If you’ve ever been to one of my Lamaze classes, then you know I cover a whole lot more than just birth in the last class. The reason I do so is because, while birth is an important part of your story as a mother and father, it’s not the end of the story. We spend a lot of time preparing for birth and breastfeeding, and not a lot of time preparing for the rest. Let’s be honest here, when my husband and I brought our first home, we stared at him sitting in his car seat and asked, “now what?”
Valid question, but the answer isn’t so simple, because every baby is different and every parent is different. My students often ask me, “What is the best sleep training method? What is the best way to breastfeed and work? What is the best discipline book?”
I can’t answer those questions, because even if I suggest a book, your baby won’t read it.
We do know that some things are better than others from the research:
- When it comes to sleep training, the research shows that parents who get sleep are better parents than those who are sleep deprived. It also shows that graduated cry-it-out methods are as safe as other methods (though straight cry-it-out at a young age is still associated with temporary spikes in cortisol).
- Breastfeeding shows some advantages over formula feeding, a difference that is more pronounced for preemies. Of course, if the choice is between formula or not getting fed at all (or getting fed any other species/type of milk), then formula comes out the clear winner.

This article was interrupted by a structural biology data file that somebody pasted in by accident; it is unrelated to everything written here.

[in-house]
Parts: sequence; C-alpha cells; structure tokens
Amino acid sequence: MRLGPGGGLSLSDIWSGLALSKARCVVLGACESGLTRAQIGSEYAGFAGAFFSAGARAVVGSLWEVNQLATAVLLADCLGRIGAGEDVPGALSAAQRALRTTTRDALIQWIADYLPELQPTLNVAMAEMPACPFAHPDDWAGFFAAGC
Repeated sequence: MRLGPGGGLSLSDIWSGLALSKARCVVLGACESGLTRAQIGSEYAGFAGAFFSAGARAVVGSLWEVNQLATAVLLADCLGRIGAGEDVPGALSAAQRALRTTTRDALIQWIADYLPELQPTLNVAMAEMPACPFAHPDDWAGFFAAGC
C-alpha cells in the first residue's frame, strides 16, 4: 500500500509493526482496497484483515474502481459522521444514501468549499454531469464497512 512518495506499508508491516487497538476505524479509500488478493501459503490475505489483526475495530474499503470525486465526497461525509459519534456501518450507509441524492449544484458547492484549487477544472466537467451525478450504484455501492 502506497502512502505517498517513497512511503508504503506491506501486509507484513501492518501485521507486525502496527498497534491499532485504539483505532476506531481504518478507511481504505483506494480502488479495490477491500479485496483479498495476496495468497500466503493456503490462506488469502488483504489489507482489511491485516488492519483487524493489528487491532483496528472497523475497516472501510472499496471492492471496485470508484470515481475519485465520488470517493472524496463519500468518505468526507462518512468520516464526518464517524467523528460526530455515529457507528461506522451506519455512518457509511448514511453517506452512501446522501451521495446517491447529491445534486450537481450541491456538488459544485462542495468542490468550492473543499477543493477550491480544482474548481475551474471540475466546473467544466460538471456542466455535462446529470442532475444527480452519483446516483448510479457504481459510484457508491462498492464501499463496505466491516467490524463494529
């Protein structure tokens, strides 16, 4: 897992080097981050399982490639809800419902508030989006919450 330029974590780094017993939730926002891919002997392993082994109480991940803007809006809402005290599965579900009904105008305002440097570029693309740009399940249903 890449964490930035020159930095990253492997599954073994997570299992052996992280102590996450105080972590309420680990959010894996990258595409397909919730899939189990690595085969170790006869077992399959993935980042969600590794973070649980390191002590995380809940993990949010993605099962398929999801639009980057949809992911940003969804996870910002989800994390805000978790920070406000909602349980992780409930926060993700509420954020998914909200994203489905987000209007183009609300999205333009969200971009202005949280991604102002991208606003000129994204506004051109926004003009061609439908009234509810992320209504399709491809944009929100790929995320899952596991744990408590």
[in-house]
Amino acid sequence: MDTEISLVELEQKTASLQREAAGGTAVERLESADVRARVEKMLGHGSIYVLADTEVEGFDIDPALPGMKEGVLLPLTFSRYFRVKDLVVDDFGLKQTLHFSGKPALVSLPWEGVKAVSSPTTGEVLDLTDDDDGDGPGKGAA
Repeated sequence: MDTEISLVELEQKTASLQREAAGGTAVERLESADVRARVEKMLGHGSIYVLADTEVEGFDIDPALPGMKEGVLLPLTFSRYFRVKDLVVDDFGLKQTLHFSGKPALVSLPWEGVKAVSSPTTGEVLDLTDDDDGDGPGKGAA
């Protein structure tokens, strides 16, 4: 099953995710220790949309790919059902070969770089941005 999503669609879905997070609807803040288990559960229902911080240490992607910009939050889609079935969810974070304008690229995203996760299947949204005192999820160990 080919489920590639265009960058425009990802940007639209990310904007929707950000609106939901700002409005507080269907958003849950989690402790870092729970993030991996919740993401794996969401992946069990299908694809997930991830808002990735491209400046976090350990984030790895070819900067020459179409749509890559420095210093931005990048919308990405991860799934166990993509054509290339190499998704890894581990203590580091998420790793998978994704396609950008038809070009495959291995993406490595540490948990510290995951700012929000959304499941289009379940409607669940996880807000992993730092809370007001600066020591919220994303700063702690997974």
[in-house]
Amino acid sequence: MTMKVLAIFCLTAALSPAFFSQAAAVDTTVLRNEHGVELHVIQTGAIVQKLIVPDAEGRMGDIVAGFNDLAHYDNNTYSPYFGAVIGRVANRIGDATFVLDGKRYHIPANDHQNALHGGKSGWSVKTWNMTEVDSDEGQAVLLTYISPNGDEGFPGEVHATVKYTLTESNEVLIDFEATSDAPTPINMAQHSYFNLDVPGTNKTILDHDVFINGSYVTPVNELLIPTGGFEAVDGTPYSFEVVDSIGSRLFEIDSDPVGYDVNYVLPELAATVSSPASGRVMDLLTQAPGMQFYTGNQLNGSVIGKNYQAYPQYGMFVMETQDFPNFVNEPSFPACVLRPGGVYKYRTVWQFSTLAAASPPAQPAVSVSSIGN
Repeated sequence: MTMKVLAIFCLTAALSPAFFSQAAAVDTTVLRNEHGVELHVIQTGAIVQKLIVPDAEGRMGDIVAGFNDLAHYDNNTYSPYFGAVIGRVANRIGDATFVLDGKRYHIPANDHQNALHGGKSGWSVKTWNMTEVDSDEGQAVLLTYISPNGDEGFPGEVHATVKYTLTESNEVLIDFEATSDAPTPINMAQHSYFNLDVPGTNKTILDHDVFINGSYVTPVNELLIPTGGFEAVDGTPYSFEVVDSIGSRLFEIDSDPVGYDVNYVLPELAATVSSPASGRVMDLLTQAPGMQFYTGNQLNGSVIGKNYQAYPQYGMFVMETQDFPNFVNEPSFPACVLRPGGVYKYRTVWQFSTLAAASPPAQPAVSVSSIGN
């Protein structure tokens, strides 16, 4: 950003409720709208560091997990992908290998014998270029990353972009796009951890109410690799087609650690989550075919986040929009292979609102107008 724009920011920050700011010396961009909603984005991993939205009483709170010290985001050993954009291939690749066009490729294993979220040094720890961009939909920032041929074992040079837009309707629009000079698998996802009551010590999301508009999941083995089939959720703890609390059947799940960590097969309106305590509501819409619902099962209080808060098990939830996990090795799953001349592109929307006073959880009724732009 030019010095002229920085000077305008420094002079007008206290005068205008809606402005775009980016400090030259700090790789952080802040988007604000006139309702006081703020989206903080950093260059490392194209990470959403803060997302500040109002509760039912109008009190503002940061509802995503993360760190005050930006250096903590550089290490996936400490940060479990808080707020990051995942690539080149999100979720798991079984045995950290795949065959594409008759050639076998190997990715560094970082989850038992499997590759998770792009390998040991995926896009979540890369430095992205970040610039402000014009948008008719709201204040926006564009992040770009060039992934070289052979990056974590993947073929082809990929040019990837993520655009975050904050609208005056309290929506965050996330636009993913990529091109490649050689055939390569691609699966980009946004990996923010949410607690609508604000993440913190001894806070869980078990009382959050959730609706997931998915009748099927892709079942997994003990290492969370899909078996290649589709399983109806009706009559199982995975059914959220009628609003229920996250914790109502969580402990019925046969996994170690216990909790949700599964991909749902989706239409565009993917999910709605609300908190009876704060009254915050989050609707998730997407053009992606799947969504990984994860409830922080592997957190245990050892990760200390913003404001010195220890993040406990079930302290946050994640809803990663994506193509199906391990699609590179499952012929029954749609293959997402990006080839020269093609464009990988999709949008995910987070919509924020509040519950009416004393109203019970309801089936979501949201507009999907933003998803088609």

- Research shows that spanking is one of the least effective forms of discipline, but that not all children respond to gentle discipline or positive parenting principles.
But if you are debating between the Five S’s and the No-Cry Sleep Solution, I can’t tell you what to choose–it will largely depend on your lifestyle and the temperament of your baby. My eldest child responded to ZERO sleep training methods, even Cry-It Out. Trust me, we bought all the books and tried all the methods; he didn’t read the books, and insisted on being put to sleep in the Ergo for every nap and nighttime sleep. Our second child slept so well we didn’t have to sleep train him at all.
So what do you do when you have to make a decision about how to parent your child? Here are my tips (and don’t worry–your baby won’t read these either):
- Trust your gut. There is something to be said for parenting instincts. Ours told us not to put our oldest child down, and he turned out to have some pretty serious special needs that were mitigated by our early attachment parenting. Our gut told us to let our second figure it out on his own, and he was happier with the extra independence.
- Take care of yourself first. You can’t be a good parent if you are tired, depressed, or hungry. If breastfeeding is killing you, or sleep training is killing you, or YOU need a time out, take care of yourself.
- Do what works for you. There is no one right way to parent. Attachment Parent, Bring up Bebe, Tiger Mom, Soccer Mom–whatever works for you and your family. Just ditch the stuff that doesn’t work and don’t look back, and don’t let other people make you feel guilty for choosing the path that is right for your family.
- Don’t preach to or judge other parents. When you find what works for you, celebrate. But remember that your way isn’t the only way, and reserve judgment on other parents for doing it differently from you. I remember how it felt to be shamed for breastfeeding, and how it felt to be told we were doing sleep wrong for our first, and even how it feels when I get the side-eye for being strict with my extremely strong-willed toddler now. I don’t want to make another person feel that way, so I try to avoid it.
Because the truth is that all parents are flying by the seat of their pants, doing the best they can with the information they have applied to the individual traits of their children. Cut yourself some slack and take it one day at a time. You’ve got this!